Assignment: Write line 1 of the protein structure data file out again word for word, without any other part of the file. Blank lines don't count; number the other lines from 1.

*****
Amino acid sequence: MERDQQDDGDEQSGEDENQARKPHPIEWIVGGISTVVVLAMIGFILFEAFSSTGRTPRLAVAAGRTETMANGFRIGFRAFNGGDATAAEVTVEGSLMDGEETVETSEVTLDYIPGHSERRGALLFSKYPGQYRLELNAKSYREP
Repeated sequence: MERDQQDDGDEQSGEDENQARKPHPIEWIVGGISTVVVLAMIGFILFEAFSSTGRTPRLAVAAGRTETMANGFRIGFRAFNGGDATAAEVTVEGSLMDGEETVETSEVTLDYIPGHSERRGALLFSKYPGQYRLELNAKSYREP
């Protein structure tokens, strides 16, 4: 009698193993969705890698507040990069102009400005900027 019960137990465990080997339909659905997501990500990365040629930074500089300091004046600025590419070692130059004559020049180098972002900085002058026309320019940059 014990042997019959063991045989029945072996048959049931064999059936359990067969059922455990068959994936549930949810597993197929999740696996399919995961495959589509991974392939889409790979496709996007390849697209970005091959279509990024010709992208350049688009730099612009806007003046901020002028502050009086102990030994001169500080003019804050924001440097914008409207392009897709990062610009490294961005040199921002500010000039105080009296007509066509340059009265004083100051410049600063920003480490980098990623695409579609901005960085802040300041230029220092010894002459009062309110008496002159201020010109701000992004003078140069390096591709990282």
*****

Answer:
Amino acid sequence: MERDQQDDGDEQSGEDENQARKPHPIEWIVGGISTVVVLAMIGFILFEAFSSTGRTPRLAVAAGRTETMANGFRIGFRAFNGGDATAAEVTVEGSLMDGEETVETSEVTLDYIPGHSERRGALLFSKYPGQYRLELNAKSYREP